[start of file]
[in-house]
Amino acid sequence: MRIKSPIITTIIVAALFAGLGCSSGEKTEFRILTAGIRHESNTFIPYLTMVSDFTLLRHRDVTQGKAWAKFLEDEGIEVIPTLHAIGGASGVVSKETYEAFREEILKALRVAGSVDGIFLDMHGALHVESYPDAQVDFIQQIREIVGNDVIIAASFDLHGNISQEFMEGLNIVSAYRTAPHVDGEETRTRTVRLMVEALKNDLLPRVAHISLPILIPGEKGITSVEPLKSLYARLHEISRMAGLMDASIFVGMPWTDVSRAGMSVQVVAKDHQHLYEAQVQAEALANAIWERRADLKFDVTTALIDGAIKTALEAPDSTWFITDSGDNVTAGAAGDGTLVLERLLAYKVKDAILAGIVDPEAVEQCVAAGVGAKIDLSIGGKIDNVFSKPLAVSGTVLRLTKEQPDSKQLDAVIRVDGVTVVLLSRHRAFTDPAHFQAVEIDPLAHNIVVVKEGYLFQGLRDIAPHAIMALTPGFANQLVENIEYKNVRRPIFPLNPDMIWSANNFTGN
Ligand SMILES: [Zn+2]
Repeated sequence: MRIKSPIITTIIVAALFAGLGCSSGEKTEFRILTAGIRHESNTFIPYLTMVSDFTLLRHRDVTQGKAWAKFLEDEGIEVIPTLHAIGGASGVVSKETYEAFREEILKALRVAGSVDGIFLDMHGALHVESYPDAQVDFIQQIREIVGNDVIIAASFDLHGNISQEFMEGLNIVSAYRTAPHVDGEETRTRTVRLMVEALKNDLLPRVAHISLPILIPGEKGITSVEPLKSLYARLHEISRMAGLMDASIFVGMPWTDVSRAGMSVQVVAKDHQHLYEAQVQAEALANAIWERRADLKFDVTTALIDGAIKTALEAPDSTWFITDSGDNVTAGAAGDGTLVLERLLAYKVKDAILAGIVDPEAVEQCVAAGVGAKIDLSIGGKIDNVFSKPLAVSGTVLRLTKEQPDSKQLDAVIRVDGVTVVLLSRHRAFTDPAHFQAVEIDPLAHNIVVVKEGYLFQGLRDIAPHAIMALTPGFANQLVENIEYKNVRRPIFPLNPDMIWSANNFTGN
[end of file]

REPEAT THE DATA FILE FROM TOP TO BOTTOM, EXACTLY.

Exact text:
[in-house]
Amino acid sequence: MRIKSPIITTIIVAALFAGLGCSSGEKTEFRILTAGIRHESNTFIPYLTMVSDFTLLRHRDVTQGKAWAKFLEDEGIEVIPTLHAIGGASGVVSKETYEAFREEILKALRVAGSVDGIFLDMHGALHVESYPDAQVDFIQQIREIVGNDVIIAASFDLHGNISQEFMEGLNIVSAYRTAPHVDGEETRTRTVRLMVEALKNDLLPRVAHISLPILIPGEKGITSVEPLKSLYARLHEISRMAGLMDASIFVGMPWTDVSRAGMSVQVVAKDHQHLYEAQVQAEALANAIWERRADLKFDVTTALIDGAIKTALEAPDSTWFITDSGDNVTAGAAGDGTLVLERLLAYKVKDAILAGIVDPEAVEQCVAAGVGAKIDLSIGGKIDNVFSKPLAVSGTVLRLTKEQPDSKQLDAVIRVDGVTVVLLSRHRAFTDPAHFQAVEIDPLAHNIVVVKEGYLFQGLRDIAPHAIMALTPGFANQLVENIEYKNVRRPIFPLNPDMIWSANNFTGN
Ligand SMILES: [Zn+2]
Repeated sequence: MRIKSPIITTIIVAALFAGLGCSSGEKTEFRILTAGIRHESNTFIPYLTMVSDFTLLRHRDVTQGKAWAKFLEDEGIEVIPTLHAIGGASGVVSKETYEAFREEILKALRVAGSVDGIFLDMHGALHVESYPDAQVDFIQQIREIVGNDVIIAASFDLHGNISQEFMEGLNIVSAYRTAPHVDGEETRTRTVRLMVEALKNDLLPRVAHISLPILIPGEKGITSVEPLKSLYARLHEISRMAGLMDASIFVGMPWTDVSRAGMSVQVVAKDHQHLYEAQVQAEALANAIWERRADLKFDVTTALIDGAIKTALEAPDSTWFITDSGDNVTAGAAGDGTLVLERLLAYKVKDAILAGIVDPEAVEQCVAAGVGAKIDLSIGGKIDNVFSKPLAVSGTVLRLTKEQPDSKQLDAVIRVDGVTVVLLSRHRAFTDPAHFQAVEIDPLAHNIVVVKEGYLFQGLRDIAPHAIMALTPGFANQLVENIEYKNVRRPIFPLNPDMIWSANNFTGN